EFFINGHAM — People working in the medical cannabis industry think they can help thousands more people in Illinois with a new law signed by Gov. Bruce Rauner in late August.
Senate Bill 336 was made into a law that will allow those who might otherwise seek opioids for pain management would be eligible to use medical marijuana, using the Illinois Compassionate Use of Medical Cannabis Pilot Program, in place until July 1, 2020.
The new law called "Alternatives to Opioids Act of 2018," puts in place a pilot program that will not compromise patient safety or diminish medical marijuana program standards, according to the Illinois Department of Public Health.
There were 1,826 opioid-related overdose deaths in Illinois in 2016, a 70 percent increase over 2013. Soon those suffering from pain can opt for medical marijuana — which has zero deaths related to overdose — over opioids, said Founder and CEO Ben Kovler of Green Thumb, which is an owner of The Clinic Effingham cannabis dispensary.
The Illinois Department of Public Health reports opioid deaths in Illinois increased 13 percent from 2016 to 2017. Meanwhile, the Journal of the American Medical Association has reported that states with medical marijuana dispensaries have seen a 14.4 percent decrease in the use of prescription opioids.
Josh Ratliff, manager of The Clinic Effingham, said it isn't uncommon to see patients come into the dispensary who are being prescribed oxycontin, Vicodin, morphine and Fentanyl.
"We get 50-70 new patients in here each month," said Ratliff. "With the new opioid bill passing, I'd expect that number to climb."
The Effingham dispensary has 900 patients to date. The main reason people try medical cannabis is to control pain, Ratliff said. The three top medical reasons by these patients are fibromyalgia, Post Traumatic Stress Disorder and cancer related ailments.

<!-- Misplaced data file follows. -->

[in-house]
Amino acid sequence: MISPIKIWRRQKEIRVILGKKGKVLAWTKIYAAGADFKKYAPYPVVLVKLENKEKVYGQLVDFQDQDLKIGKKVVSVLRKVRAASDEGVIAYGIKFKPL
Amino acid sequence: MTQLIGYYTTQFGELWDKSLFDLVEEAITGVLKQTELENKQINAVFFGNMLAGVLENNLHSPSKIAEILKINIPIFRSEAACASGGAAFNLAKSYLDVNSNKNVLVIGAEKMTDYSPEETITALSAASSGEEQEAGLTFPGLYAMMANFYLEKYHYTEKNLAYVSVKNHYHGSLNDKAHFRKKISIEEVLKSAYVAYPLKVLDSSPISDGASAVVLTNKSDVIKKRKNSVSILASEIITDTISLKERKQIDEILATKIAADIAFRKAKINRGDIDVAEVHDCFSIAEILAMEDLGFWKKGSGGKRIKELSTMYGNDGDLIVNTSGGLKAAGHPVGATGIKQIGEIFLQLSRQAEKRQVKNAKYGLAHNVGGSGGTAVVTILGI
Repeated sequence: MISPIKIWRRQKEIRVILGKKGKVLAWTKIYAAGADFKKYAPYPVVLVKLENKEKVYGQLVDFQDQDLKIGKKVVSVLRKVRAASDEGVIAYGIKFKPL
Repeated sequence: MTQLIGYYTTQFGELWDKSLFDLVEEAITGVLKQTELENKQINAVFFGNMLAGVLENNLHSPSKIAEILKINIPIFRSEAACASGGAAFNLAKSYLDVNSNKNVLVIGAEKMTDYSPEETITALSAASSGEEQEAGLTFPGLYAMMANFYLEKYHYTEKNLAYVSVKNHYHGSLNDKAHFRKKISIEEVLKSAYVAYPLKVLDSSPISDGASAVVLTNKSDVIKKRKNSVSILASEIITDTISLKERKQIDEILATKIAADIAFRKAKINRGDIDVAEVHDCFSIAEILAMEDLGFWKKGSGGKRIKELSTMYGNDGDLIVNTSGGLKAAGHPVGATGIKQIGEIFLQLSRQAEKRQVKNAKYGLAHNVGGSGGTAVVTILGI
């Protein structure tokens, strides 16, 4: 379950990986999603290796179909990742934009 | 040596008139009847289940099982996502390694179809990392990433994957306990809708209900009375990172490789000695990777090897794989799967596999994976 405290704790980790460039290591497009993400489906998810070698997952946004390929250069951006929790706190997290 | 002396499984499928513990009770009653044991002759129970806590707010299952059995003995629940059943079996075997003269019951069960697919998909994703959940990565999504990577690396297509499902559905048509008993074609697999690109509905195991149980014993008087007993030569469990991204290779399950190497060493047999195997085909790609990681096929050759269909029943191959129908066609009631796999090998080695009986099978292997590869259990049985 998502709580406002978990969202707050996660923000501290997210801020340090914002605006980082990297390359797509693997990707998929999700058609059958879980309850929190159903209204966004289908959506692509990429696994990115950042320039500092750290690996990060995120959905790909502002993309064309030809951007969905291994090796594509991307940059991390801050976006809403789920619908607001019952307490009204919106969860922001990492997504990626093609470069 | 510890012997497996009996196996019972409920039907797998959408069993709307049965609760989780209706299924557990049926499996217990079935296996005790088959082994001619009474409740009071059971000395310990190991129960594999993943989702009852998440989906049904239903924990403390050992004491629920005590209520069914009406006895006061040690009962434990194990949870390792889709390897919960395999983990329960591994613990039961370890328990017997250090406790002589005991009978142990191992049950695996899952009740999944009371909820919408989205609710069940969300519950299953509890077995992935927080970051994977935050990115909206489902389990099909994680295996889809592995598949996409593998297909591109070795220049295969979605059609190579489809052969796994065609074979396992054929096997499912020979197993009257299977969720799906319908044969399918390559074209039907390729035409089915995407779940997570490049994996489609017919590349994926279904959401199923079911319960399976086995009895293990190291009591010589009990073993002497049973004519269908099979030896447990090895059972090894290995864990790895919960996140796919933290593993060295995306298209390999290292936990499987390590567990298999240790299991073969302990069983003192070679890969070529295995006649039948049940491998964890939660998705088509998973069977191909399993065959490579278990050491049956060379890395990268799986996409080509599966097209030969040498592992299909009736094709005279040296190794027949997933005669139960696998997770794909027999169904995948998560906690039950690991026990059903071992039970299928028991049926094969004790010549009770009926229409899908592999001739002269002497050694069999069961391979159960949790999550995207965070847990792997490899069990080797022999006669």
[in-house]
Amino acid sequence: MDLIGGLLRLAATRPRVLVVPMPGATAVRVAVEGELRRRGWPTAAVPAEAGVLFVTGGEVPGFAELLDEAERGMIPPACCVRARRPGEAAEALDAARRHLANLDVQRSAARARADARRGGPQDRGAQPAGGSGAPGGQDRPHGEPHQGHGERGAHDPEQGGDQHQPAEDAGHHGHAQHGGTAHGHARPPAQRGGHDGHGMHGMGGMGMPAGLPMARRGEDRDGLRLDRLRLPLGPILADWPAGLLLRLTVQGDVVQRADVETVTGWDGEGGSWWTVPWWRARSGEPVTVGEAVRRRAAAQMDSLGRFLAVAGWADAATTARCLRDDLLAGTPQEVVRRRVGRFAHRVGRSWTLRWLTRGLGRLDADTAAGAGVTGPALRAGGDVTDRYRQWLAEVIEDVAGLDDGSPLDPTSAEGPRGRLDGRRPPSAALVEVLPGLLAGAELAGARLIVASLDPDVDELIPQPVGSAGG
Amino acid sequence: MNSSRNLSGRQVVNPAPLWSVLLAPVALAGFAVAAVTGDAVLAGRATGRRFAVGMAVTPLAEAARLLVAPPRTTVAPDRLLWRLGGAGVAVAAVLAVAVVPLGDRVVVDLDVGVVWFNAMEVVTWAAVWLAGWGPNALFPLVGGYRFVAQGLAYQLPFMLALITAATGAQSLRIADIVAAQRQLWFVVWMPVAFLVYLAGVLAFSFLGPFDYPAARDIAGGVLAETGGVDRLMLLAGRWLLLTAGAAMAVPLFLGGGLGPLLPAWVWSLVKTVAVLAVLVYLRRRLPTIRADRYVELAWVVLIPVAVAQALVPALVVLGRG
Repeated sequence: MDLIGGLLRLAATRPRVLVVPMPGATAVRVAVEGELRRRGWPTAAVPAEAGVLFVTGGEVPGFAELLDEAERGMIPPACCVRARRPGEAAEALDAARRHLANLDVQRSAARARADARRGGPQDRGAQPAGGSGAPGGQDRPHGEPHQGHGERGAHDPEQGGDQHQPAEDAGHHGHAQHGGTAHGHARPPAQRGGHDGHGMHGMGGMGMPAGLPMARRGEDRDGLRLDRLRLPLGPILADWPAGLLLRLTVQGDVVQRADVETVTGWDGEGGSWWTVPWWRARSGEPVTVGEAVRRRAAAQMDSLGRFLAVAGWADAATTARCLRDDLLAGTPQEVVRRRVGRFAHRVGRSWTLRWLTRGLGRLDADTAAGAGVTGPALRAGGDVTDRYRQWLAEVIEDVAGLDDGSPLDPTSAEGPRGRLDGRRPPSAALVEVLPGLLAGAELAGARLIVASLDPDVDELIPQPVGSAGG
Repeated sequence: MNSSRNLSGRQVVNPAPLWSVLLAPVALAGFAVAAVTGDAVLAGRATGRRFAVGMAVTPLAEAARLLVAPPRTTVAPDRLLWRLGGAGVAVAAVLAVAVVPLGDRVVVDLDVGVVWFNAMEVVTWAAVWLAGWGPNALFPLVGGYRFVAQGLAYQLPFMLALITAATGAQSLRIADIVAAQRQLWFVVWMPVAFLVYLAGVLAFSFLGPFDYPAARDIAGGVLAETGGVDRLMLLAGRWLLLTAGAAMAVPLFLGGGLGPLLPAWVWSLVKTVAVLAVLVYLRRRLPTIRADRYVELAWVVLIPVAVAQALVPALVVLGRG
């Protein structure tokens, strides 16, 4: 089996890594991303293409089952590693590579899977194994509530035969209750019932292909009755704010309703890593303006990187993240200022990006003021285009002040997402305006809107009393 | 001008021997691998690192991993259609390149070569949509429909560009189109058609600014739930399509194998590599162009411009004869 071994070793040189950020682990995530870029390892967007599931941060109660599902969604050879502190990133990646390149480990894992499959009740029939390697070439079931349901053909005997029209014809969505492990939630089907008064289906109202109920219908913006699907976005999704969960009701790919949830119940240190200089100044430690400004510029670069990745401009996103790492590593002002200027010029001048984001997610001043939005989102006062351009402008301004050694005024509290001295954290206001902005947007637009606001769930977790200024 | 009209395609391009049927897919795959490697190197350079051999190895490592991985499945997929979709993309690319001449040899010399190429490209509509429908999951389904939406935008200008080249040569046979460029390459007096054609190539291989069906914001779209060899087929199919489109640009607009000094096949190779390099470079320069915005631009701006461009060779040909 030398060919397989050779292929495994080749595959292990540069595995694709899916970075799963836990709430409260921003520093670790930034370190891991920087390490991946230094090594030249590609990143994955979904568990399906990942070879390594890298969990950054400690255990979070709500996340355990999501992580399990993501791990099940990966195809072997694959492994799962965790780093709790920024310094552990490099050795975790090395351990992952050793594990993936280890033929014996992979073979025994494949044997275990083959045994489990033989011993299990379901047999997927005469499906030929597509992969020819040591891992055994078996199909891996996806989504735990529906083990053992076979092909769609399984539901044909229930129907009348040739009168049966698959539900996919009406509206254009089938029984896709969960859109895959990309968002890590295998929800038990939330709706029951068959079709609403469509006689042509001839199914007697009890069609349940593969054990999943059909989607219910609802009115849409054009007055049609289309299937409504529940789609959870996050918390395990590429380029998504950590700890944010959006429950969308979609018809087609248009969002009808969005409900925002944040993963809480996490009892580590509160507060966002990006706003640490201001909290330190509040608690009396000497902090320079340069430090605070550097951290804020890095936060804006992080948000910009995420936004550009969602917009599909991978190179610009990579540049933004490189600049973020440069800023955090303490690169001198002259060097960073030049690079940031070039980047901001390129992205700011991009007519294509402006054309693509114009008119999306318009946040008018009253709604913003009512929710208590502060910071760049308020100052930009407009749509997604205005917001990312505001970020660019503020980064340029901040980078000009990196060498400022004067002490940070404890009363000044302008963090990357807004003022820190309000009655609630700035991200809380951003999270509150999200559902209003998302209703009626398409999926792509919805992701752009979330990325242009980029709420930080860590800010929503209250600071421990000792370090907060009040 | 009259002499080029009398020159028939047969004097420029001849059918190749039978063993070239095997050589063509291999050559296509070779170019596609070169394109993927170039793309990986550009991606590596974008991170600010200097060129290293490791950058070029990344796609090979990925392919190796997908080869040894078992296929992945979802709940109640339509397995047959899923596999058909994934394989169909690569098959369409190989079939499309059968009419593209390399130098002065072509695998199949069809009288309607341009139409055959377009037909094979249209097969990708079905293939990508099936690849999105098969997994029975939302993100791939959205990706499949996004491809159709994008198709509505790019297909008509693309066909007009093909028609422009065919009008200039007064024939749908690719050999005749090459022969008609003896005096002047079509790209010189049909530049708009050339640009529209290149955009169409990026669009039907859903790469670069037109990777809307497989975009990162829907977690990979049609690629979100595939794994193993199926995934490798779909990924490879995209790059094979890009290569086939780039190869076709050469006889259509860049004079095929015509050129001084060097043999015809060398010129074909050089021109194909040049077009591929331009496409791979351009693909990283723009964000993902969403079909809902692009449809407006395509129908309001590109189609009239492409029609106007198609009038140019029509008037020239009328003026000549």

So, soon, once all the state regulations are in place with the new law, patients can try an alternative for pain-management by using cannabis available in various forms: flowers, oils, concentrates, topical ointments, edibles, and other options.
The state will put a system in place so that patients can opt for medical marijuana in lieu of opioids, sometime by the end of 2018.
"This bill is is huge," said Ratliff. "It is literally the equivalent of passing chronic pain."
The medical marijuana program in place involves being approved through the IDPH after they have a bona fide patient-doctor relationship that certifies the patient has one of the 40 qualifying conditions.
"Opioids can be highly addictive in a very short period of time," said IDPH Director Dr. Nirav D. Shah, in a release. "Because the number of opioid deaths continues to rise in Illinois, although at a much slower pace, we understand a person's hesitancy in filling an opioid prescription. The Opioid Alternative Pilot Program will offer people another option in managing pain."
And the founder of a program that provides alternative medications for ailments such as rheumatoid arthritis, epilepsy, phantom limb pain, sleep apnea, osteoporosis and plenty more, said adding the alternative for opioids is a step in the right direction.
"This is a major step in tackling the state's opioid epidemic," said Kovler. "We applaud Sen. Don Harmon's efforts in sponsoring this crucial bill that will save lives."
Kovler said GTI has four dispensaries in Illinois, including Effingham, Mundelein, Naperville, and Joliet. Participants must register at a licensed dispensary. The program is limited to individuals 21 and older. Dispensations are limited to 2.5 ounces every 14 days and cannot exceed 90 days per physician certification.
"Numerous studies show that marijuana is effective at treating pain and we are thrilled the people of Illinois will now have that choice," said Kovler. "GTI and its dispensaries including The Clinic Effingham expect an uptick in patients due to this law being enacted -- and we look forward to serving them and relieving their pain."
Kovler added that in 2015, there were 8 million opioid prescriptions were filled in Illinois.
"With the dangers of opioids gaining national attention, we expect many of those patients will choose medical cannabis instead of opioids," said Kovler.